How will you address clinicians leaving the group, or being terminated? The best interests of your clients are paramount. Consider the logistics of transitioning clients when a clinician separates from your group, and whether this transition is from your group to another practice or to another clinician within your group. Think about not only how these issues will be addressed with the clinician or staff at issue, but also how the rest of your group will be made aware of the situation.
How will you foster relationships within your group? Consider how you may be able to accommodate various personality types (i.e., introverts and extroverts) so that everyone has an opportunity to comfortably participate in team-building.
Transition Your Workflows
Before you scale your practice to a group practice, it’s essential to have solid workflows that are working for you as a solo practitioner that you can transfer to a group setting. Any inefficiencies in your current workflows will only be amplified by adding more clinicians and clients. And not only do those inefficiencies cause frustration, but may cause your clinicians to lack confidence in your group, which devalues your mutual benefits and negatively impacts your group culture.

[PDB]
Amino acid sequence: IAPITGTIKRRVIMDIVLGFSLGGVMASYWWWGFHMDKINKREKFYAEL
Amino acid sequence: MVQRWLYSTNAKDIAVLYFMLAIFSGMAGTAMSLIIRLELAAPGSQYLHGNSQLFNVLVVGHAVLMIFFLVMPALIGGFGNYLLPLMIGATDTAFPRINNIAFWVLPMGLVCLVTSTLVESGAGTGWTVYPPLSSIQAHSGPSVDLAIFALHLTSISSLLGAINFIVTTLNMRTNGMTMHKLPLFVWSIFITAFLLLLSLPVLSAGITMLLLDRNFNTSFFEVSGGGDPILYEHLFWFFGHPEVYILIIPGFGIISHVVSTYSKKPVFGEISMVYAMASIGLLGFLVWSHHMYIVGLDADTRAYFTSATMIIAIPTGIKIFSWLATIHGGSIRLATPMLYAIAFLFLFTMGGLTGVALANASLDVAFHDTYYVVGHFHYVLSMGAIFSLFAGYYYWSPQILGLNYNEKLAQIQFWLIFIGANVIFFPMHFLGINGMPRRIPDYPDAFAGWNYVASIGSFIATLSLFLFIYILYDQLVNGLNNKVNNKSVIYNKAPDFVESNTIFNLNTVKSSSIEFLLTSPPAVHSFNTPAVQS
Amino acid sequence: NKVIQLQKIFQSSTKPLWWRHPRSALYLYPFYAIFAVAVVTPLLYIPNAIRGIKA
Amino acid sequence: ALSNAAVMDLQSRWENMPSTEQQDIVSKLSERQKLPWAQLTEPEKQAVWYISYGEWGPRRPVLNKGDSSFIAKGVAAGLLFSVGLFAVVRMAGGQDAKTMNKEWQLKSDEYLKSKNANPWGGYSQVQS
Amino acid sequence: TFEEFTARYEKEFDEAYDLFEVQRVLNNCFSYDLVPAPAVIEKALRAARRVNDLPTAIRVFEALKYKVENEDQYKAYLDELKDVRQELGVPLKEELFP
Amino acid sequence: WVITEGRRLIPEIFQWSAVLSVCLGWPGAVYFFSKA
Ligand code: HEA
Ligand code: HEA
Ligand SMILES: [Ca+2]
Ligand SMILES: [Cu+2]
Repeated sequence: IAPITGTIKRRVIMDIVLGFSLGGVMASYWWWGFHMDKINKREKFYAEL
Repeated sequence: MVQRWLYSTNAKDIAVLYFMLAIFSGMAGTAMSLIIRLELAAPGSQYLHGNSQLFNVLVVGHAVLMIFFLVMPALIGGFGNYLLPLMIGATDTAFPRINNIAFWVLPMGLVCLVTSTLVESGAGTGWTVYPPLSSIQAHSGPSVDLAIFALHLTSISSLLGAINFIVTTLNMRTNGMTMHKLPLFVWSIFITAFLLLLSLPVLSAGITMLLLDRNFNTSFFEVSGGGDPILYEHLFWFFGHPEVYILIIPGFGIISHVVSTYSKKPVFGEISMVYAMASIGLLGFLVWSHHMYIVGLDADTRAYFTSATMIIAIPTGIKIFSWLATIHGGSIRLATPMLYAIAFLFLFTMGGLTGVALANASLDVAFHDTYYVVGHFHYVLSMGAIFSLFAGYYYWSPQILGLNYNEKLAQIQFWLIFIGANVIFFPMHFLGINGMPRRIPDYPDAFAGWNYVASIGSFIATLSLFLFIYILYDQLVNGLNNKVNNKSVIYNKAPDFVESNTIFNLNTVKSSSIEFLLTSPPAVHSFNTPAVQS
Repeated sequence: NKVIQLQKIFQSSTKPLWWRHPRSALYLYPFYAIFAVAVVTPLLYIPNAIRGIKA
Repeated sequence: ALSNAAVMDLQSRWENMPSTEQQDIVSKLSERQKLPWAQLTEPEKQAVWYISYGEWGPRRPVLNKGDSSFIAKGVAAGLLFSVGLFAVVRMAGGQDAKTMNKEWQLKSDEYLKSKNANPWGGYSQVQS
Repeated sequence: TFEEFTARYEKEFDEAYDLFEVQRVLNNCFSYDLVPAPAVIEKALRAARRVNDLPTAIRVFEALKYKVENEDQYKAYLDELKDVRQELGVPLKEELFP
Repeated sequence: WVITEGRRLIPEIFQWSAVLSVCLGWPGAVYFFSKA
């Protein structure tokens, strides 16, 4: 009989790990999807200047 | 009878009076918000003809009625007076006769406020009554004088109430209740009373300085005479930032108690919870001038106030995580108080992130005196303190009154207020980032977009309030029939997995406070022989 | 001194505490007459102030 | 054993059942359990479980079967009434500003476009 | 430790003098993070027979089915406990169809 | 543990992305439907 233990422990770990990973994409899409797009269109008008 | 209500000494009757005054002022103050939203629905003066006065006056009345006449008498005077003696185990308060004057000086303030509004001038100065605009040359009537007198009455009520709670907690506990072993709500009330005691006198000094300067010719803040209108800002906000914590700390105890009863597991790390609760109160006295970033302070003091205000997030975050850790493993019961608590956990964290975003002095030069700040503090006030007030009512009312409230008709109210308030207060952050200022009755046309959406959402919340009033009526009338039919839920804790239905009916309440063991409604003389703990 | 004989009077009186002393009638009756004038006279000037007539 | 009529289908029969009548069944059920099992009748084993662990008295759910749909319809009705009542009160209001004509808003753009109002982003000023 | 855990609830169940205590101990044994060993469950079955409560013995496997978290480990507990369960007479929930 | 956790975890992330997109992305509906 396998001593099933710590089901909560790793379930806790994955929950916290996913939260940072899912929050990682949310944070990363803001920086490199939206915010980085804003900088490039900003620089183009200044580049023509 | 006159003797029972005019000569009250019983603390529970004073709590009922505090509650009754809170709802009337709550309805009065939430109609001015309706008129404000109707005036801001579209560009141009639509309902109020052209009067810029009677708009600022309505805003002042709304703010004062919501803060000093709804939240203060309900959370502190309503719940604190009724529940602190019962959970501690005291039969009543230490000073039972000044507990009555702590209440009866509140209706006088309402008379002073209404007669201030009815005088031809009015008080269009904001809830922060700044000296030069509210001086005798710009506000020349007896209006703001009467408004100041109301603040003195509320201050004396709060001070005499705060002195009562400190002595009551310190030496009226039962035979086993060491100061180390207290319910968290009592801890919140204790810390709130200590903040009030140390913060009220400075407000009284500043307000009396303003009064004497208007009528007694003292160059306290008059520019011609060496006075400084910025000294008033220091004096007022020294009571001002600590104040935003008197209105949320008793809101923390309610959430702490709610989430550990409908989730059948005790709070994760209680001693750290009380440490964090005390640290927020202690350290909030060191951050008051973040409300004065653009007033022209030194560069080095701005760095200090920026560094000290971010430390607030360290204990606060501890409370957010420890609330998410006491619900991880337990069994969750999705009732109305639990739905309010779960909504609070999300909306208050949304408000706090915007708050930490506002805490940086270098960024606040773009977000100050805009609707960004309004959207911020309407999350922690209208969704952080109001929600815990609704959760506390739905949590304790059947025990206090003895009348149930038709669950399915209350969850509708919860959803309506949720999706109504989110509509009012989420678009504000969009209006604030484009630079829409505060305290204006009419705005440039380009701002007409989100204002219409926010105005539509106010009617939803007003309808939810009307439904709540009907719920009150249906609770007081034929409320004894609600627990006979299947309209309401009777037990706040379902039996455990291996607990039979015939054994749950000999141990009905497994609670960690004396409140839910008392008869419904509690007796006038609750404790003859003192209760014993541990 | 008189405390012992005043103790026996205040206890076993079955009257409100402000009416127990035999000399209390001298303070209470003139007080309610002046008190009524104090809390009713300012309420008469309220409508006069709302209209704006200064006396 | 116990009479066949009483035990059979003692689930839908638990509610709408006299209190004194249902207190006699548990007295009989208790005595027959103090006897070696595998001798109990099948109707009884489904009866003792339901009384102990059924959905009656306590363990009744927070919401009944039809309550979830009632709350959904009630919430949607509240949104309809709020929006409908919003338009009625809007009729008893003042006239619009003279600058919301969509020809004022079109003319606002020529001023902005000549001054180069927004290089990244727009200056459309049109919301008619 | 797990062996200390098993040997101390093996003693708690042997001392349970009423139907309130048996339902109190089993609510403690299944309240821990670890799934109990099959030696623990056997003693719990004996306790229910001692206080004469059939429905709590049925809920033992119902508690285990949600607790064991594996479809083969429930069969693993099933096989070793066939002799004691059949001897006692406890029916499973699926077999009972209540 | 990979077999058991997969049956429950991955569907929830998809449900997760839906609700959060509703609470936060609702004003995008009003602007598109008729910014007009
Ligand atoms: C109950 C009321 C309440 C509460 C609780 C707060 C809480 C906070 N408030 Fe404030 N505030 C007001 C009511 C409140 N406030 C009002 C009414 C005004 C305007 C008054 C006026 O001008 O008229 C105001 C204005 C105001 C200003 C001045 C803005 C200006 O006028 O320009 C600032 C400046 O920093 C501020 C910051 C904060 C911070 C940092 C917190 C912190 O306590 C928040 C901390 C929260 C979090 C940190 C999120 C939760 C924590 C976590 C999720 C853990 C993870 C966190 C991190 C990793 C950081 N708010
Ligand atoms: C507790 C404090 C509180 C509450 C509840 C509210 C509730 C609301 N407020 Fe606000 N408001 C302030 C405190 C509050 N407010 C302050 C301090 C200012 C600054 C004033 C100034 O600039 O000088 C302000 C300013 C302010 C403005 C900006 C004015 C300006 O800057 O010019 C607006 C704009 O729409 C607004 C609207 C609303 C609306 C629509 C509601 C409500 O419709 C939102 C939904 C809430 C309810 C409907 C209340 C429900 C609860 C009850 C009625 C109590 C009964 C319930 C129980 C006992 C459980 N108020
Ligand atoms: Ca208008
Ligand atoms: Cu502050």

For most clinicians, thinking about efficiency and workflows isn’t exciting. But this is an essential element to a profitable group practice that can scale with you. You can begin by looking at the list you created of your areas of control and responsibility, and ensure there are workflows associated with each item on that list. Once you have streamlined and maximized efficiency within your practice, you can begin making decisions about what kind of team you will need to support your practice.
Structure Your Finances
The last big consideration you have to make is to decide on your fee structure. There are a lot of options here, which is why many clinicians often make this decision first when they’re thinking about starting a group practice. However, starting with the fee structure often leads to undervaluing other decisions, like the mutual benefits and the costs associated with running a group—which can make it difficult to run a profitable business.
Without a thorough consideration of all of these questions, it’s extremely difficult to establish the value of what you can offer as a group practice owner and what your clinicians can offer you in a mutually beneficial relationship. After you have clear answers to each of these questions, you should be able to quantify the value of the services you provide as well as the financial needs of your group practice. Because a group practice is ultimately a business, and a significant investment of your time, knowledge, and energy. You should plan for—and expect—a return on that investment.
Pollen Magazine examines the health and wellness industry through the lens of the professionals that are redefining private practice. Find inspiration, learn from others, and discover insights on how to build the best version of your practice.